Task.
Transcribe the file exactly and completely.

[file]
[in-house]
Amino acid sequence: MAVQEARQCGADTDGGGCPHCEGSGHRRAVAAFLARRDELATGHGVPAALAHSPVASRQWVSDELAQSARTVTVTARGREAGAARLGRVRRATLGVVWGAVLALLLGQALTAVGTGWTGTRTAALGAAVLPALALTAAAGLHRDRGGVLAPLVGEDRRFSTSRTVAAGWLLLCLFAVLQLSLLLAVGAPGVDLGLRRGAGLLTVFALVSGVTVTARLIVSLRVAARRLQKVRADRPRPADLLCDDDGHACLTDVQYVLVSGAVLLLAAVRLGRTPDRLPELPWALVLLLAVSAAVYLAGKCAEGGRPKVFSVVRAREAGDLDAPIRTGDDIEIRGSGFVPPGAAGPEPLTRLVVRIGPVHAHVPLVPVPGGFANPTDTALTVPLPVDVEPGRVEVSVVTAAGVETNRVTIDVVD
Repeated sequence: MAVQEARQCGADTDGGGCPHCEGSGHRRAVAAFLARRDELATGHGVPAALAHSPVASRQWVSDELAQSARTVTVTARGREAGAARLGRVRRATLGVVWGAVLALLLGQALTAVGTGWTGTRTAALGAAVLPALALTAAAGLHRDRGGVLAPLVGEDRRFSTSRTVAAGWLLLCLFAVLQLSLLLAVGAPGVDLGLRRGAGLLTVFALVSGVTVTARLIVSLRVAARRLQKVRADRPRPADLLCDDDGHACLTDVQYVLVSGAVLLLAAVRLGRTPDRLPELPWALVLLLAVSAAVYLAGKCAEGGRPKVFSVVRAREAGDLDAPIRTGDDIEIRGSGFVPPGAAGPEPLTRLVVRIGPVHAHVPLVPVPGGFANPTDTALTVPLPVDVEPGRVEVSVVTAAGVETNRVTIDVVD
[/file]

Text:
[in-house]
Amino acid sequence: MAVQEARQCGADTDGGGCPHCEGSGHRRAVAAFLARRDELATGHGVPAALAHSPVASRQWVSDELAQSARTVTVTARGREAGAARLGRVRRATLGVVWGAVLALLLGQALTAVGTGWTGTRTAALGAAVLPALALTAAAGLHRDRGGVLAPLVGEDRRFSTSRTVAAGWLLLCLFAVLQLSLLLAVGAPGVDLGLRRGAGLLTVFALVSGVTVTARLIVSLRVAARRLQKVRADRPRPADLLCDDDGHACLTDVQYVLVSGAVLLLAAVRLGRTPDRLPELPWALVLLLAVSAAVYLAGKCAEGGRPKVFSVVRAREAGDLDAPIRTGDDIEIRGSGFVPPGAAGPEPLTRLVVRIGPVHAHVPLVPVPGGFANPTDTALTVPLPVDVEPGRVEVSVVTAAGVETNRVTIDVVD
Repeated sequence: MAVQEARQCGADTDGGGCPHCEGSGHRRAVAAFLARRDELATGHGVPAALAHSPVASRQWVSDELAQSARTVTVTARGREAGAARLGRVRRATLGVVWGAVLALLLGQALTAVGTGWTGTRTAALGAAVLPALALTAAAGLHRDRGGVLAPLVGEDRRFSTSRTVAAGWLLLCLFAVLQLSLLLAVGAPGVDLGLRRGAGLLTVFALVSGVTVTARLIVSLRVAARRLQKVRADRPRPADLLCDDDGHACLTDVQYVLVSGAVLLLAAVRLGRTPDRLPELPWALVLLLAVSAAVYLAGKCAEGGRPKVFSVVRAREAGDLDAPIRTGDDIEIRGSGFVPPGAAGPEPLTRLVVRIGPVHAHVPLVPVPGGFANPTDTALTVPLPVDVEPGRVEVSVVTAAGVETNRVTIDVVD